Monday, June 29, 2015

Stream In The Sky

In 1795, two British civil engineers initiated an audacious project in northeast Wales. Two centuries later, their creation became a World Heritage Site. Thomas Telford (1745-1814) and William Jessop (1757-1834) designed and built the Pontcysyllte Aqueduct, which carries the Llangollen Canal across the valley of the River Dee (Figure 84.1). More than 300 metres in length, it is the longest aqueduct in Britain; and its cast-iron trough stands, on masonry pillars, 39 metres above the river, making it also the tallest.


Figure 84.1: Further information can be found at

Crown Copyright © 2013 Visit Wales

Last weekend, I took my sons for a long-overdue visit. First, I looked up a long-established firm called ‘Jones The Boats’, whose tree-shaded docks provide a pleasant view from a waterside café. There are passenger narrowboats for hire, catering for 45-minute trips across the aqueduct and back, or more leisurely dinner or party cruises (http://www.canaltrip.co.uk).

With my two young helmsmen perched on the small bow deck, we chugged along the canal (Figure 84.2) which was, in places, only marginally wider than the boat. When the aqueduct itself came into view after a few minutes, I could see that on the left-hand – sorry, port – side was a narrow towpath with nothing separating it from the water’s edge. On the starboard side, there was no barrier at all (Figure 84.3). The water level was only a few inches below the trough rim, and my sons could, and did, lean out and gaze over the edge of the giant bathtub and down into the abyss (Figure 84.4).


Figure 84.2: View from the bow

Copyright © 2015 Paul Spradbery


Figure 84.3: From this angle, the right-hand edge appears to be unsupported.

Copyright © 2015 Paul Spradbery


Figure 84.4: Floating in mid-air? Not as perilous as it appears.

Copyright © 2015 Paul Spradbery

The views were, naturally, spectacular. To the left, peeking through distant woodland and blending perfectly with it, was a Victorian viaduct carrying the Chester-to-Shrewsbury railway. On the (unobscured) right, running beneath us, was the shallow river, a few old stone cottages with characteristic Welsh slate roofs, and much untamed woodland. I could tell that the boys were more than impressed, not least because both maintained a reverent silence as we crossed the sky.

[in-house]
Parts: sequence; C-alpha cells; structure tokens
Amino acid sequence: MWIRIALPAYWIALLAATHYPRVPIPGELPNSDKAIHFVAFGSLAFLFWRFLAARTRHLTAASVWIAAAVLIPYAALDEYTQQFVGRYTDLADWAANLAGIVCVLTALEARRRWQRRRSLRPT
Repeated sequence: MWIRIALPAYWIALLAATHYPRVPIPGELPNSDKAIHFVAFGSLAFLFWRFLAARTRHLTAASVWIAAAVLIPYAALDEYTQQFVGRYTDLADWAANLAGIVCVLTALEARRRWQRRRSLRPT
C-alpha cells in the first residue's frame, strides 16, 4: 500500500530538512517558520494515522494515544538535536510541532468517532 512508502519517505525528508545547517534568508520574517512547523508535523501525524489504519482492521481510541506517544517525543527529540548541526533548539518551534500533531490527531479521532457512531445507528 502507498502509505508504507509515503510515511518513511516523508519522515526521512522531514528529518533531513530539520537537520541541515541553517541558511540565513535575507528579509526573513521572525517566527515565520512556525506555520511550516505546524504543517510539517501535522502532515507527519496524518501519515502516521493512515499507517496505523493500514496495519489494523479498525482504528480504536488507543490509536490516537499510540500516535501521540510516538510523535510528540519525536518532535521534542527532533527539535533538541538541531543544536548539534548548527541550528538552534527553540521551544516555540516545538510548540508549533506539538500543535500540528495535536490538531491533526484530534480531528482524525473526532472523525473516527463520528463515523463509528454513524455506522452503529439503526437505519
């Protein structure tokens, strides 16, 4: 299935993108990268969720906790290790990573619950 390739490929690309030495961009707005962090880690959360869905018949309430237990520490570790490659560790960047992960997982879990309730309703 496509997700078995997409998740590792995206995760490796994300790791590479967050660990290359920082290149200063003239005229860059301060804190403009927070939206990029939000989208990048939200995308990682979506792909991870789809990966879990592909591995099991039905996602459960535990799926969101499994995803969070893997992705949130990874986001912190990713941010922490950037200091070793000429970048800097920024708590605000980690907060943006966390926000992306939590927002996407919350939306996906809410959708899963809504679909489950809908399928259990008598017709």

In my experience, having been fortunate enough to have visited more than fifty different countries, this unique trip was admirable for a multitude of reasons. I suppose it was inevitable that, being a scientist, I would find the aqueduct’s functionality as impressive as its aesthetics. Here’s why. An aqueduct differs from a railway viaduct in more than the obvious way. A viaduct, although built on similarly strong stone pillars, experiences variable loading stresses as a train passes across it. Stresses are greatest on those pillars directly beneath the train’s centre of gravity. One of the elegant advantages of an aqueduct is that such stresses remain more or less constant throughout the entire span. Archimedes’ principle states that the boat’s mass on the bridge displaces an equal mass of water off it. Ergo, the combined weight of vessel and water act with unvarying downward force equally on all load-bearing pillars at all times. (Archimedes was more than a mere genius.)

The ‘far’ side of the aqueduct was just as pleasing to the eye. As the waterway gradually broadened out, we turned left in front of a steep, tree-filled terrace, in the middle of which was the bright yellow Aqueduct Inn (Figure 84.5). There, next to a wooden footbridge, we managed to turn the boat through 360 degrees and make the return crossing.


Figure 84.5: The ‘other’ side

Copyright © 2015 Paul Spradbery

Having opened in 1805, it was fitting that on its bicentenary, the Pontcysyllte Aqueduct was formally nominated for UNESCO World Heritage Site status. This jewel of the Welsh countryside was, deservedly, inscribed on the World Heritage List in 2009.

Many thanks to the articulate young female student for answering all my questions.

Copyright © 2015 Paul Spradbery

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